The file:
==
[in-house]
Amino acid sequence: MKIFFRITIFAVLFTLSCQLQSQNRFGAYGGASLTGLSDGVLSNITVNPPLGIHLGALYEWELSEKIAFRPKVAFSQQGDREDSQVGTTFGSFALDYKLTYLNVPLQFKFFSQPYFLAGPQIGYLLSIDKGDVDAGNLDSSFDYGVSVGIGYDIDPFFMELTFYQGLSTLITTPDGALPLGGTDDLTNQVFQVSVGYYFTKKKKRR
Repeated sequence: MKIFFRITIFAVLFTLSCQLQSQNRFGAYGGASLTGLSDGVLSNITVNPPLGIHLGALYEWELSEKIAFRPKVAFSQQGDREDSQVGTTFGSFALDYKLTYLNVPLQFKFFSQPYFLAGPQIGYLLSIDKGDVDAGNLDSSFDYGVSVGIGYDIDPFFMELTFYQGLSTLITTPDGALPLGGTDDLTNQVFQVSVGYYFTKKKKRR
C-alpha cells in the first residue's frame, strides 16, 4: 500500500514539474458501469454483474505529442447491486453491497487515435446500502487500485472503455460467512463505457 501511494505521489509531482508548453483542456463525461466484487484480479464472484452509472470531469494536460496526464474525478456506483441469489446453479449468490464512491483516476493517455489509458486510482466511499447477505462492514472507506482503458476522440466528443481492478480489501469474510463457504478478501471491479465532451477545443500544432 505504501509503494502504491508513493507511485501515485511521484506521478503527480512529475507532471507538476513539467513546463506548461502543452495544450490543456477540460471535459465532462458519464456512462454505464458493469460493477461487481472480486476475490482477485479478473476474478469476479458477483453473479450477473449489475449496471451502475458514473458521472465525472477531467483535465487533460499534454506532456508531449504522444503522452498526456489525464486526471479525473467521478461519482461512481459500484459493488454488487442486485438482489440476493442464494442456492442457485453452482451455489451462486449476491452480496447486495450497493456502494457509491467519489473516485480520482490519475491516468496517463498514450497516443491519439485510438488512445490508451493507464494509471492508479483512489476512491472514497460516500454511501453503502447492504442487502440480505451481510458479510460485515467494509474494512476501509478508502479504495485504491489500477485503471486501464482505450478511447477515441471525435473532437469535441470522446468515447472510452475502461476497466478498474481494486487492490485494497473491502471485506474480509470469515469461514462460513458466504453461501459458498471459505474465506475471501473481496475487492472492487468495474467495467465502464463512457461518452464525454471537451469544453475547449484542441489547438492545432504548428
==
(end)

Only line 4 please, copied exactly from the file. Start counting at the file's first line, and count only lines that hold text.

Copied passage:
C-alpha cells in the first residue's frame, strides 16, 4: 500500500514539474458501469454483474505529442447491486453491497487515435446500502487500485472503455460467512463505457 501511494505521489509531482508548453483542456463525461466484487484480479464472484452509472470531469494536460496526464474525478456506483441469489446453479449468490464512491483516476493517455489509458486510482466511499447477505462492514472507506482503458476522440466528443481492478480489501469474510463457504478478501471491479465532451477545443500544432 505504501509503494502504491508513493507511485501515485511521484506521478503527480512529475507532471507538476513539467513546463506548461502543452495544450490543456477540460471535459465532462458519464456512462454505464458493469460493477461487481472480486476475490482477485479478473476474478469476479458477483453473479450477473449489475449496471451502475458514473458521472465525472477531467483535465487533460499534454506532456508531449504522444503522452498526456489525464486526471479525473467521478461519482461512481459500484459493488454488487442486485438482489440476493442464494442456492442457485453452482451455489451462486449476491452480496447486495450497493456502494457509491467519489473516485480520482490519475491516468496517463498514450497516443491519439485510438488512445490508451493507464494509471492508479483512489476512491472514497460516500454511501453503502447492504442487502440480505451481510458479510460485515467494509474494512476501509478508502479504495485504491489500477485503471486501464482505450478511447477515441471525435473532437469535441470522446468515447472510452475502461476497466478498474481494486487492490485494497473491502471485506474480509470469515469461514462460513458466504453461501459458498471459505474465506475471501473481496475487492472492487468495474467495467465502464463512457461518452464525454471537451469544453475547449484542441489547438492545432504548428